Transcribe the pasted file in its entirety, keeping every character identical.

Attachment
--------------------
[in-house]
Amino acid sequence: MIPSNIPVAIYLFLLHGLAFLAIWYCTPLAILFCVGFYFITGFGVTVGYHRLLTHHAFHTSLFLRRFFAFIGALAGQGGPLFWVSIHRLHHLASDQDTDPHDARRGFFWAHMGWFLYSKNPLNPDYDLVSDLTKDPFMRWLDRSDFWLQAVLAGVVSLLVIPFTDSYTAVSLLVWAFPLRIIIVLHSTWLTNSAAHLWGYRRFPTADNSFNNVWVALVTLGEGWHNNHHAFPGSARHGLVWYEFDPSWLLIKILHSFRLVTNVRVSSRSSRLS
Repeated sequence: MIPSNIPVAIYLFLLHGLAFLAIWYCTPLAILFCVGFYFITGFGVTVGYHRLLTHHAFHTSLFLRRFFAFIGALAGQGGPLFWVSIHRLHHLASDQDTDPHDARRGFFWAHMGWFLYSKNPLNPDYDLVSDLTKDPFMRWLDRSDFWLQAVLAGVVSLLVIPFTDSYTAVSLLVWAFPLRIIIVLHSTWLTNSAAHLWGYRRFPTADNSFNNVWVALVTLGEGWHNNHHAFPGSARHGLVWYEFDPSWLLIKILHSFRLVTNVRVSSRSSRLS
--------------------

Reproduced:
[in-house]
Amino acid sequence: MIPSNIPVAIYLFLLHGLAFLAIWYCTPLAILFCVGFYFITGFGVTVGYHRLLTHHAFHTSLFLRRFFAFIGALAGQGGPLFWVSIHRLHHLASDQDTDPHDARRGFFWAHMGWFLYSKNPLNPDYDLVSDLTKDPFMRWLDRSDFWLQAVLAGVVSLLVIPFTDSYTAVSLLVWAFPLRIIIVLHSTWLTNSAAHLWGYRRFPTADNSFNNVWVALVTLGEGWHNNHHAFPGSARHGLVWYEFDPSWLLIKILHSFRLVTNVRVSSRSSRLS
Repeated sequence: MIPSNIPVAIYLFLLHGLAFLAIWYCTPLAILFCVGFYFITGFGVTVGYHRLLTHHAFHTSLFLRRFFAFIGALAGQGGPLFWVSIHRLHHLASDQDTDPHDARRGFFWAHMGWFLYSKNPLNPDYDLVSDLTKDPFMRWLDRSDFWLQAVLAGVVSLLVIPFTDSYTAVSLLVWAFPLRIIIVLHSTWLTNSAAHLWGYRRFPTADNSFNNVWVALVTLGEGWHNNHHAFPGSARHGLVWYEFDPSWLLIKILHSFRLVTNVRVSSRSSRLS